GINA: Final ECOA Regulations for Title II

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On November 9, 2010, the Equal Employment Opportunity Commission (EEOC) published final regulations under Title II of the Genetic Information Nondiscrimination Act of 2008 (GINA). Title II of GINA applies to employers and prohibits the use of genetic information in employment, restricts employers from requesting, requiring, or purchasing genetic information, and strictly limits the disclosure of genetic information. The final regulations are effective January 10, 2011, and generally follow the proposed regulations issued in March 2009. Previously, on October 7, 2009, the Departments of Labor, Treasury, and Health and Human Services issued final interim regulations under Title I of GINA, which applies to group health plans and health insurers. The 2009 Title I regulations impose significant restrictions on wellness programs which must be reconciled with the new Title II regulations.

General Rule and Exceptions

Title II generally prohibits an employer from requesting, requiring, or purchasing genetic information of an employee or an employee's family member. The final rule clarifies that specific intent to acquire genetic information is not required to violate GINA. The regulations include an exception for inadvertent acquisition of genetic information and provide a safe harbor for employers requesting medical information from a third party. Under the safe harbor, if the employer includes a statement that genetic information should not be provided and the third party provides the information, the employer will not be in violation of GINA for acquiring this information. Other exceptions include requests in the context of voluntary wellness programs as further described below, requests for family medical history in the context of the Family and Medical Leave Act (FMLA) or state or local leave laws, and acquisition of genetic information when it is readily available through public sources such as newspapers or the internet.

Wellness Programs Exception

Employers can request genetic information under a wellness program without violating GINA if the following requirements are met:

  • The program is voluntary. This means that the employer neither requires the disclosure of the information nor penalizes those who choose not to provide it.
  • The individual must provide a knowing, voluntary, and written authorization.
  • The individually identifiable genetic information acquired by the wellness program is used only as authorized by the employee within the wellness program, and is disclosed only to the employee (or family members receiving services), the licensed health care professional, and/or genetic counselor. No individually identifiable genetic information can be made available to the employer, including managers, supervisors, or others who make employment decisions.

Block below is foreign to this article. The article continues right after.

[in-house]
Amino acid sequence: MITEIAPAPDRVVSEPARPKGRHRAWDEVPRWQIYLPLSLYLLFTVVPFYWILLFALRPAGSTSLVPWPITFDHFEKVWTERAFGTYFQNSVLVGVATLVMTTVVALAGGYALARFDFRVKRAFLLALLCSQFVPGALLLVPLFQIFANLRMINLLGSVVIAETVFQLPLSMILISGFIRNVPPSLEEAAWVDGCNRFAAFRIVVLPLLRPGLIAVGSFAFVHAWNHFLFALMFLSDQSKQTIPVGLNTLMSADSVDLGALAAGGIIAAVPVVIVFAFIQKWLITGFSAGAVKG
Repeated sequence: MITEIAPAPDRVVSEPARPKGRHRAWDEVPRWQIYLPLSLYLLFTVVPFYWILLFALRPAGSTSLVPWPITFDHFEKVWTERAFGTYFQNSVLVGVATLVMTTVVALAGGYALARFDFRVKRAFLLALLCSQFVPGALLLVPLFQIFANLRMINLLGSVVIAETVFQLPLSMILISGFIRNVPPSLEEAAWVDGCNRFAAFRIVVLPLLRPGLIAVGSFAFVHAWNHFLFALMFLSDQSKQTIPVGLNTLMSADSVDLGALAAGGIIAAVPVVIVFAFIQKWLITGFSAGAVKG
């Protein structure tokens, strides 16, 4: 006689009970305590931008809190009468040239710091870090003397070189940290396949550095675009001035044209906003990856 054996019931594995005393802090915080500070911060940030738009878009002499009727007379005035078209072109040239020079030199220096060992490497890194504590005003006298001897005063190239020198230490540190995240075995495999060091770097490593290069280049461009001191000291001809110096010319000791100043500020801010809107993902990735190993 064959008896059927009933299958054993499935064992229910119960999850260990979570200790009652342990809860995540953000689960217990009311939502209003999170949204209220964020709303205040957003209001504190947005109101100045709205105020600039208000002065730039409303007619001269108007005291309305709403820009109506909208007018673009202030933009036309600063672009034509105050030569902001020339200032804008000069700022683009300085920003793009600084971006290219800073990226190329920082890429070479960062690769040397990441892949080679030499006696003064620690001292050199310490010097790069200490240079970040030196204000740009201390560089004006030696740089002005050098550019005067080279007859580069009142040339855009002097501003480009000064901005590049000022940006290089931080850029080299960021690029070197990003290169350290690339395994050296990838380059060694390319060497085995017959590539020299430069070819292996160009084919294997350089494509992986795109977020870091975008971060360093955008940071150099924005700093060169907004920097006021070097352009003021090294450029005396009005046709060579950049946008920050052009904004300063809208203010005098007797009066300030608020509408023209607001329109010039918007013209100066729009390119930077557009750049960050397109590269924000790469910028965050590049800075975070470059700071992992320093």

Reinhart Comment: In March 2009, the EEOC published an opinion letter indicating that a wellness program requiring an employee to complete a health risk assessment to be eligible for group health benefits was not "voluntary" as contemplated by the Americans with Disabilities Act (ADA), which uses the same standards as GINA for this purpose. Since then, the question is whether or at what level the offering of a financial inducement for participation in a wellness program renders the program "involuntary." The Title II regulation confirms that an employer can offer a financial inducement to individuals to provide genetic information through a health risk assessment as long as it is clear that the inducement will be made available whether the individual answers the genetic questions or not. The regulations do not, however, specifically answer at what point a financial inducement might be so large as to render the program involuntary.

Title I Reconciliation Issues

Plan sponsors should keep in mind that Title I further requires that a request for genetic information cannot be made prior to or in connection with enrollment. In addition, the preamble to the Title I regulations contains the following observation, "Wellness programs that provide rewards for completing HRAs that request genetic information, including family medical history, violate the prohibition against requesting genetic information for underwriting purposes." Therefore, if an employer connects the financial inducement to participate in a health risk assessment that collects genetic information to a reward under the group health plan, it may not violate the new Title II regulations, but it will likely violate the Title I regulations.

The Title I regulations do not contain a prohibition on making individually identifiable genetic information collected through a wellness program available to the employer. HIPAA privacy rules also allow disclosure of such information to an employer/plan sponsor in its role as plan administrator of a group health plan, if the employer/plan sponsor has properly complied with the requirements of the HIPAA privacy rule for receipt of such information. However, it appears that an employer who receives such information may now be in violation of the new Title II regulations.

Firewall Provisions

The final rule includes firewall provisions to separate Title I and Title II of GINA to avoid double liability for a group health plan or health insurer. Under these provisions, health plan or insurer actions are addressed and remedied exclusively through Title I and employer actions are addressed and remedied exclusively through Title II. This does not mean that the employer need not comply with both titles; it simply means that the employer will not be penalized under both titles for the same act or omission.


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